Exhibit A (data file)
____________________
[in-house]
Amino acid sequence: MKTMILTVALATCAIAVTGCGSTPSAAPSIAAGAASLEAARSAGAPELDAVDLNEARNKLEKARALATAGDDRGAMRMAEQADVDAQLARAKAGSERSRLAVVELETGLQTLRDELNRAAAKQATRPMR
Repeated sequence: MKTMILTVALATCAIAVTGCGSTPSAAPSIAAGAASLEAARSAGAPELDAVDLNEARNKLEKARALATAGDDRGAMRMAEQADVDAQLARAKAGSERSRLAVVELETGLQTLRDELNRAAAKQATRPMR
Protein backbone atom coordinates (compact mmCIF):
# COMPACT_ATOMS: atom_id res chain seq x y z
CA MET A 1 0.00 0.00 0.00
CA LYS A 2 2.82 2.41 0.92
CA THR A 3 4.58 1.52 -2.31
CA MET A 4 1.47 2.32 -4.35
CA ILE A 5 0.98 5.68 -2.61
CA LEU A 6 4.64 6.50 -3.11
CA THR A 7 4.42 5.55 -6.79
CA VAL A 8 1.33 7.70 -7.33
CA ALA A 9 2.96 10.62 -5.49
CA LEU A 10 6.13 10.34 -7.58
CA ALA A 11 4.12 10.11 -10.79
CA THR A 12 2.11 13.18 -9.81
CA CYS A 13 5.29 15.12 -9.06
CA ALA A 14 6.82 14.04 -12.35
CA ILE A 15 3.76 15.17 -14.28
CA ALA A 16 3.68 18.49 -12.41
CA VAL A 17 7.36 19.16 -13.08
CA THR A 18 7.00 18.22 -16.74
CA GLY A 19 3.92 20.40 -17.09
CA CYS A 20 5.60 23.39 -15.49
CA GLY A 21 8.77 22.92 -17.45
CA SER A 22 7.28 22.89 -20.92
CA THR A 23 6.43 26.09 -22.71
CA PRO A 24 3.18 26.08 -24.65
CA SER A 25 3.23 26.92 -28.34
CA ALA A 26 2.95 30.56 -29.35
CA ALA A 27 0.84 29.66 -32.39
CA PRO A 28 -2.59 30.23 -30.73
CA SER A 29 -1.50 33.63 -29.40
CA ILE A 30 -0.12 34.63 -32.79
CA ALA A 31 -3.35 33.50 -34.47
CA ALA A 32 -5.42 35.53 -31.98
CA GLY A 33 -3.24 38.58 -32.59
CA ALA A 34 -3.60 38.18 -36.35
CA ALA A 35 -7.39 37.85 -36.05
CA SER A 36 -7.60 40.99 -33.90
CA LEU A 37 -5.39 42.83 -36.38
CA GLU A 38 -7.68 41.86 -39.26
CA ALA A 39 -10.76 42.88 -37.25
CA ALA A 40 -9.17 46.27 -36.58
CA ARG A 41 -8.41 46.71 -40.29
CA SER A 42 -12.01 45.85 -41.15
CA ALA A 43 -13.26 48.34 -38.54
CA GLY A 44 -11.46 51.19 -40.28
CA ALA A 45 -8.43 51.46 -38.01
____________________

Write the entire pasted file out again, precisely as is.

[in-house]
Amino acid sequence: MKTMILTVALATCAIAVTGCGSTPSAAPSIAAGAASLEAARSAGAPELDAVDLNEARNKLEKARALATAGDDRGAMRMAEQADVDAQLARAKAGSERSRLAVVELETGLQTLRDELNRAAAKQATRPMR
Repeated sequence: MKTMILTVALATCAIAVTGCGSTPSAAPSIAAGAASLEAARSAGAPELDAVDLNEARNKLEKARALATAGDDRGAMRMAEQADVDAQLARAKAGSERSRLAVVELETGLQTLRDELNRAAAKQATRPMR
Protein backbone atom coordinates (compact mmCIF):
# COMPACT_ATOMS: atom_id res chain seq x y z
CA MET A 1 0.00 0.00 0.00
CA LYS A 2 2.82 2.41 0.92
CA THR A 3 4.58 1.52 -2.31
CA MET A 4 1.47 2.32 -4.35
CA ILE A 5 0.98 5.68 -2.61
CA LEU A 6 4.64 6.50 -3.11
CA THR A 7 4.42 5.55 -6.79
CA VAL A 8 1.33 7.70 -7.33
CA ALA A 9 2.96 10.62 -5.49
CA LEU A 10 6.13 10.34 -7.58
CA ALA A 11 4.12 10.11 -10.79
CA THR A 12 2.11 13.18 -9.81
CA CYS A 13 5.29 15.12 -9.06
CA ALA A 14 6.82 14.04 -12.35
CA ILE A 15 3.76 15.17 -14.28
CA ALA A 16 3.68 18.49 -12.41
CA VAL A 17 7.36 19.16 -13.08
CA THR A 18 7.00 18.22 -16.74
CA GLY A 19 3.92 20.40 -17.09
CA CYS A 20 5.60 23.39 -15.49
CA GLY A 21 8.77 22.92 -17.45
CA SER A 22 7.28 22.89 -20.92
CA THR A 23 6.43 26.09 -22.71
CA PRO A 24 3.18 26.08 -24.65
CA SER A 25 3.23 26.92 -28.34
CA ALA A 26 2.95 30.56 -29.35
CA ALA A 27 0.84 29.66 -32.39
CA PRO A 28 -2.59 30.23 -30.73
CA SER A 29 -1.50 33.63 -29.40
CA ILE A 30 -0.12 34.63 -32.79
CA ALA A 31 -3.35 33.50 -34.47
CA ALA A 32 -5.42 35.53 -31.98
CA GLY A 33 -3.24 38.58 -32.59
CA ALA A 34 -3.60 38.18 -36.35
CA ALA A 35 -7.39 37.85 -36.05
CA SER A 36 -7.60 40.99 -33.90
CA LEU A 37 -5.39 42.83 -36.38
CA GLU A 38 -7.68 41.86 -39.26
CA ALA A 39 -10.76 42.88 -37.25
CA ALA A 40 -9.17 46.27 -36.58
CA ARG A 41 -8.41 46.71 -40.29
CA SER A 42 -12.01 45.85 -41.15
CA ALA A 43 -13.26 48.34 -38.54
CA GLY A 44 -11.46 51.19 -40.28
CA ALA A 45 -8.43 51.46 -38.01